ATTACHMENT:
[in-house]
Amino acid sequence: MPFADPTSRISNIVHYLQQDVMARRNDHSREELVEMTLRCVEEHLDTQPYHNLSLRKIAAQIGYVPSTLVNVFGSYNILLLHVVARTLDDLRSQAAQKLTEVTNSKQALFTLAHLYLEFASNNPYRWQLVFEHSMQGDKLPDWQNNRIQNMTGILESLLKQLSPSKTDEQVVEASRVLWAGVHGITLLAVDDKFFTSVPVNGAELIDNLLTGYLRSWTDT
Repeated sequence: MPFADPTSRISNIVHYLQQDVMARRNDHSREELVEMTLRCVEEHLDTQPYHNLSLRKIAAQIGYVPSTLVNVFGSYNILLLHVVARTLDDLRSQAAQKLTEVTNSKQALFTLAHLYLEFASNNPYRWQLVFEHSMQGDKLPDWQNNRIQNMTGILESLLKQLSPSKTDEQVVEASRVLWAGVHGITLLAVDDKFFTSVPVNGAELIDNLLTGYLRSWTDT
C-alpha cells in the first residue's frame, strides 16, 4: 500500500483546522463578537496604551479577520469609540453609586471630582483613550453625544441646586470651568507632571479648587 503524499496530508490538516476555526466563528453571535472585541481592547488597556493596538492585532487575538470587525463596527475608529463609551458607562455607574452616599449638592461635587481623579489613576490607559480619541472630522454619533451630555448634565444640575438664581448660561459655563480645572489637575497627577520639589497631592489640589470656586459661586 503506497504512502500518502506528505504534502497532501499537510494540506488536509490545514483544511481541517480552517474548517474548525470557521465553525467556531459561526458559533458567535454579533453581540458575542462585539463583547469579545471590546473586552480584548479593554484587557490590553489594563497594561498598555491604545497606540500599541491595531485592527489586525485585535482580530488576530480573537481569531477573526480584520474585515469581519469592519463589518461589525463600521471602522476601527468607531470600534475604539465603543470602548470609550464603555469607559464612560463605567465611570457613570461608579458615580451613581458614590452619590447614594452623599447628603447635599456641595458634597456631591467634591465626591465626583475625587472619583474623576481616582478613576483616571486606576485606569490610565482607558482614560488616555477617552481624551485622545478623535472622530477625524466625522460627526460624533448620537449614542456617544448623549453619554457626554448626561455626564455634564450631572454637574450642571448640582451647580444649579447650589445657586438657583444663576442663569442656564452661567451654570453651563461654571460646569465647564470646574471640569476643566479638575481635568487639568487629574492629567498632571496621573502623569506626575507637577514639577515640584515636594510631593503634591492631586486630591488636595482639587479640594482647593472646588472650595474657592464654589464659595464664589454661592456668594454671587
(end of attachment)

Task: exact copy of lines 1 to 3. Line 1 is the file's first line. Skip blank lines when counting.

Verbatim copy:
[in-house]
Amino acid sequence: MPFADPTSRISNIVHYLQQDVMARRNDHSREELVEMTLRCVEEHLDTQPYHNLSLRKIAAQIGYVPSTLVNVFGSYNILLLHVVARTLDDLRSQAAQKLTEVTNSKQALFTLAHLYLEFASNNPYRWQLVFEHSMQGDKLPDWQNNRIQNMTGILESLLKQLSPSKTDEQVVEASRVLWAGVHGITLLAVDDKFFTSVPVNGAELIDNLLTGYLRSWTDT
Repeated sequence: MPFADPTSRISNIVHYLQQDVMARRNDHSREELVEMTLRCVEEHLDTQPYHNLSLRKIAAQIGYVPSTLVNVFGSYNILLLHVVARTLDDLRSQAAQKLTEVTNSKQALFTLAHLYLEFASNNPYRWQLVFEHSMQGDKLPDWQNNRIQNMTGILESLLKQLSPSKTDEQVVEASRVLWAGVHGITLLAVDDKFFTSVPVNGAELIDNLLTGYLRSWTDT